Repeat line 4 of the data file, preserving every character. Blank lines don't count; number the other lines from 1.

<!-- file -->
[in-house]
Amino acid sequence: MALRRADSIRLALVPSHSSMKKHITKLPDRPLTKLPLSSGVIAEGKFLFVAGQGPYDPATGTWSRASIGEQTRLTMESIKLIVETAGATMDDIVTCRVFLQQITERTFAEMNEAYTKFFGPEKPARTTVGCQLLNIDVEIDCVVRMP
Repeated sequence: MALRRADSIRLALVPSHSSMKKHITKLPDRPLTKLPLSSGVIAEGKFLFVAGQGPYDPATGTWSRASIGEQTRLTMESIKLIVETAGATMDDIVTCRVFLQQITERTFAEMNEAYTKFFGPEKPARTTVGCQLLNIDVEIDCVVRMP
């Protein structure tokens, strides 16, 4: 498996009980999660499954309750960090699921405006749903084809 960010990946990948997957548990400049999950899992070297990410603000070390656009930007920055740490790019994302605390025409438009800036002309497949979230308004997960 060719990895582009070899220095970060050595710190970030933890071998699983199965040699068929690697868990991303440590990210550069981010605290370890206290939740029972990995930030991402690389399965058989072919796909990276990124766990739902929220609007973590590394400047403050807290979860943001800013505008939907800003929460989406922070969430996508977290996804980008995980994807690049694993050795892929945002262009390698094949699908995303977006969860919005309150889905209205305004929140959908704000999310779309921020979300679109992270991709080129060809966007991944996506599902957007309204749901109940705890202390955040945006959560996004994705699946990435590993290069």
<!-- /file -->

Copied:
């Protein structure tokens, strides 16, 4: 498996009980999660499954309750960090699921405006749903084809 960010990946990948997957548990400049999950899992070297990410603000070390656009930007920055740490790019994302605390025409438009800036002309497949979230308004997960 060719990895582009070899220095970060050595710190970030933890071998699983199965040699068929690697868990991303440590990210550069981010605290370890206290939740029972990995930030991402690389399965058989072919796909990276990124766990739902929220609007973590590394400047403050807290979860943001800013505008939907800003929460989406922070969430996508977290996804980008995980994807690049694993050795892929945002262009390698094949699908995303977006969860919005309150889905209205305004929140959908704000999310779309921020979300679109992270991709080129060809966007991944996506599902957007309204749901109940705890202390955040945006959560996004994705699946990435590993290069």